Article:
Cardiovascular tissue engineering aims to treat heart disease with prostheses that grow and regenerate. Now, researchers from the University of Zurich, the Technical University Eindhoven and the Charité Berlin have successfully implanted regenerative heart valves, designed with the aid of computer simulations, into sheep for the first time.

Producing living tissue or organs based on human cells is one of the main research fields in regenerative medicine. Tissue engineering, which involves growing...

Im Focus: Light-induced superconductivity under high pressure

A team of scientists of the Max Planck Institute for the Structure and Dynamics of Matter (MPSD) at the Center for Free-Electron Laser Science in Hamburg investigated optically-induced superconductivity in the alkali-doped fulleride K3C60under high external pressures. This study allowed, on one hand, to uniquely assess the nature of the transient state as a superconducting phase. In addition, it unveiled the possibility to induce superconductivity in K3C60 at temperatures far above the -170 degrees Celsius hypothesized previously, and rather all the way to room temperature. The paper by Cantaluppi et al has been published in Nature Physics.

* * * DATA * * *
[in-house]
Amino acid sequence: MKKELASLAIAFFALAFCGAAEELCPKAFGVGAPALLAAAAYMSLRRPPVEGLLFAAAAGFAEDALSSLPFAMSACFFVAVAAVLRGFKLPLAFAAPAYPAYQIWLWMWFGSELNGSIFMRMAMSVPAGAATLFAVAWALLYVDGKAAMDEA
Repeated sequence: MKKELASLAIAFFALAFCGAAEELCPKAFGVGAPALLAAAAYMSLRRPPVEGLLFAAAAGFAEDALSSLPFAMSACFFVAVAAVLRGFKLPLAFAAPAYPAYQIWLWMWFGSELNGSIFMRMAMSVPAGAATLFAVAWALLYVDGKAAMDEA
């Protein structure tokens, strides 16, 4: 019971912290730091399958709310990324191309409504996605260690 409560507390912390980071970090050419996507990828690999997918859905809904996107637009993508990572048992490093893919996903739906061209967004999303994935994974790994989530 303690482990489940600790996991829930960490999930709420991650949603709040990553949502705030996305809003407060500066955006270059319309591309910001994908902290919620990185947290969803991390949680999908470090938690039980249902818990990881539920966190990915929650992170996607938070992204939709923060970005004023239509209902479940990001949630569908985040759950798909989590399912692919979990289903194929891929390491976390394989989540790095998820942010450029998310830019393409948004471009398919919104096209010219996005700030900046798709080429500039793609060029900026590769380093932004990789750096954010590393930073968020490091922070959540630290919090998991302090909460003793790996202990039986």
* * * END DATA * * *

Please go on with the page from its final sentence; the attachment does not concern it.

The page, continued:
Unlike ordinary metals, superconductors have the unique capability of transporting electrical currents without any loss. Nowadays, their technological...

All Focus news of the innovation-report >>>

Anzeige

Anzeige

VideoLinks
Industry & Economy
Event News

Save the date: Forum European Neuroscience – 07-11 July 2018 in Berlin, Germany

02.05.2018 | Event News

Invitation to the upcoming "Current Topics in Bioinformatics: Big Data in Genomics and Medicine"

13.04.2018 | Event News

Unique scope of UV LED technologies and applications presented in Berlin: ICULTA-2018

12.04.2018 | Event News

 
Latest News

Supersonic waves may help electronics beat the heat

18.05.2018 | Power and Electrical Engineering

Keeping a Close Eye on Ice Loss

18.05.2018 | Information Technology

CrowdWater: An App for Flood Research

18.05.2018 | Information Technology

VideoLinks
Science & Research
Overview of more VideoLinks >>>